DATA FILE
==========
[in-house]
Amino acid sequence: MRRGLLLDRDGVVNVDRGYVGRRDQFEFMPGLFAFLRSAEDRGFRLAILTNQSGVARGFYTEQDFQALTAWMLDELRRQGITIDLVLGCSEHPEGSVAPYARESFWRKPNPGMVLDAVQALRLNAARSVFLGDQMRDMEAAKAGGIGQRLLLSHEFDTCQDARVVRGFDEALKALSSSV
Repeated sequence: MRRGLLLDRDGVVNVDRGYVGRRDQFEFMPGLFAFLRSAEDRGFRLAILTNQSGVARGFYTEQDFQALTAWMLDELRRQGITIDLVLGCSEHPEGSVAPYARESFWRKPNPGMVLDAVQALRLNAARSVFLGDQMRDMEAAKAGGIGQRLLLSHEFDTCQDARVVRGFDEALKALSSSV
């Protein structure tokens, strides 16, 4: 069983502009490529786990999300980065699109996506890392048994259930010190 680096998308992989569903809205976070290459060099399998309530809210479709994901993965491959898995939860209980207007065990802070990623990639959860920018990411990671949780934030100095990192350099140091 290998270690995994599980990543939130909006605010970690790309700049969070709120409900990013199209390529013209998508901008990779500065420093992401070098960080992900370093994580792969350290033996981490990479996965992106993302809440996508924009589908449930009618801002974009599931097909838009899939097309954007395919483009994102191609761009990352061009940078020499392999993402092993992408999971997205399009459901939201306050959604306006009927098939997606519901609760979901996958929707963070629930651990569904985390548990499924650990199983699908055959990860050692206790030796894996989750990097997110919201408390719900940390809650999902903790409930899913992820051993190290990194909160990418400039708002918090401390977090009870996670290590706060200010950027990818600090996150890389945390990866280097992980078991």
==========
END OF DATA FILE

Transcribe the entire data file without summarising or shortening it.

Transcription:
[in-house]
Amino acid sequence: MRRGLLLDRDGVVNVDRGYVGRRDQFEFMPGLFAFLRSAEDRGFRLAILTNQSGVARGFYTEQDFQALTAWMLDELRRQGITIDLVLGCSEHPEGSVAPYARESFWRKPNPGMVLDAVQALRLNAARSVFLGDQMRDMEAAKAGGIGQRLLLSHEFDTCQDARVVRGFDEALKALSSSV
Repeated sequence: MRRGLLLDRDGVVNVDRGYVGRRDQFEFMPGLFAFLRSAEDRGFRLAILTNQSGVARGFYTEQDFQALTAWMLDELRRQGITIDLVLGCSEHPEGSVAPYARESFWRKPNPGMVLDAVQALRLNAARSVFLGDQMRDMEAAKAGGIGQRLLLSHEFDTCQDARVVRGFDEALKALSSSV
């Protein structure tokens, strides 16, 4: 069983502009490529786990999300980065699109996506890392048994259930010190 680096998308992989569903809205976070290459060099399998309530809210479709994901993965491959898995939860209980207007065990802070990623990639959860920018990411990671949780934030100095990192350099140091 290998270690995994599980990543939130909006605010970690790309700049969070709120409900990013199209390529013209998508901008990779500065420093992401070098960080992900370093994580792969350290033996981490990479996965992106993302809440996508924009589908449930009618801002974009599931097909838009899939097309954007395919483009994102191609761009990352061009940078020499392999993402092993992408999971997205399009459901939201306050959604306006009927098939997606519901609760979901996958929707963070629930651990569904985390548990499924650990199983699908055959990860050692206790030796894996989750990097997110919201408390719900940390809650999902903790409930899913992820051993190290990194909160990418400039708002918090401390977090009870996670290590706060200010950027990818600090996150890389945390990866280097992980078991």